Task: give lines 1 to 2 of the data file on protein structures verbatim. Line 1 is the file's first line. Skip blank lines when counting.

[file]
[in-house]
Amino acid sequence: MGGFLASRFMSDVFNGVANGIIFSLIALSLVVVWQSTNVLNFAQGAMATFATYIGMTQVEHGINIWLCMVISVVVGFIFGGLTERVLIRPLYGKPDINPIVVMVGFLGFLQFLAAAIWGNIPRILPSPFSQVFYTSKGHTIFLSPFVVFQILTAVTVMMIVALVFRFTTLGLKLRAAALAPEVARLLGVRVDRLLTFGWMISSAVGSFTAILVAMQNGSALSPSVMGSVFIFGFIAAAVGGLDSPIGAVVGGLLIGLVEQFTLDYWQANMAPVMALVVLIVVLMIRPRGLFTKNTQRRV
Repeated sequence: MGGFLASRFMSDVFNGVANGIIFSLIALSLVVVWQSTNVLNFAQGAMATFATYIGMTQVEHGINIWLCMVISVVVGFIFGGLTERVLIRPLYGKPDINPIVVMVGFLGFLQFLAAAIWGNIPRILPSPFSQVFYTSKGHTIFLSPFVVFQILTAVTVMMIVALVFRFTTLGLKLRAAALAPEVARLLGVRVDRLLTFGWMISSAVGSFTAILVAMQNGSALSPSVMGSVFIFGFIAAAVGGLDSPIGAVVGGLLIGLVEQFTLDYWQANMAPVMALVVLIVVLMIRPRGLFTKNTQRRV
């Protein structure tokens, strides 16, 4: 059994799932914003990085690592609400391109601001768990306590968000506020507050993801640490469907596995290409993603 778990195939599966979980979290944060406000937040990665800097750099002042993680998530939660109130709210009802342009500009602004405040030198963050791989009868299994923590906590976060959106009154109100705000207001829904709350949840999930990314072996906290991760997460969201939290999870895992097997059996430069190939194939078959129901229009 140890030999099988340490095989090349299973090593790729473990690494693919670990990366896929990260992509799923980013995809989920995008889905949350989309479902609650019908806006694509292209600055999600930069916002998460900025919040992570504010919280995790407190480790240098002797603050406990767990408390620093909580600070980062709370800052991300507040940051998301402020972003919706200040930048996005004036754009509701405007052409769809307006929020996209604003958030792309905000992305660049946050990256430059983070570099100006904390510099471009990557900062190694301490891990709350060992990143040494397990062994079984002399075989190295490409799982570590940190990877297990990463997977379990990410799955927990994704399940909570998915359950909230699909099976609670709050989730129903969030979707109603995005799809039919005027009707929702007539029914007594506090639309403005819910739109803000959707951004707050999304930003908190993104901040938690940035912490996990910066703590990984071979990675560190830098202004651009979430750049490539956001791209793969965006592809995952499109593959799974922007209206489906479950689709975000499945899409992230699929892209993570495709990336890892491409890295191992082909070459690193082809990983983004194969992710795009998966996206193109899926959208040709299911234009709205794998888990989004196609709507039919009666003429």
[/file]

[in-house]
Amino acid sequence: MGGFLASRFMSDVFNGVANGIIFSLIALSLVVVWQSTNVLNFAQGAMATFATYIGMTQVEHGINIWLCMVISVVVGFIFGGLTERVLIRPLYGKPDINPIVVMVGFLGFLQFLAAAIWGNIPRILPSPFSQVFYTSKGHTIFLSPFVVFQILTAVTVMMIVALVFRFTTLGLKLRAAALAPEVARLLGVRVDRLLTFGWMISSAVGSFTAILVAMQNGSALSPSVMGSVFIFGFIAAAVGGLDSPIGAVVGGLLIGLVEQFTLDYWQANMAPVMALVVLIVVLMIRPRGLFTKNTQRRV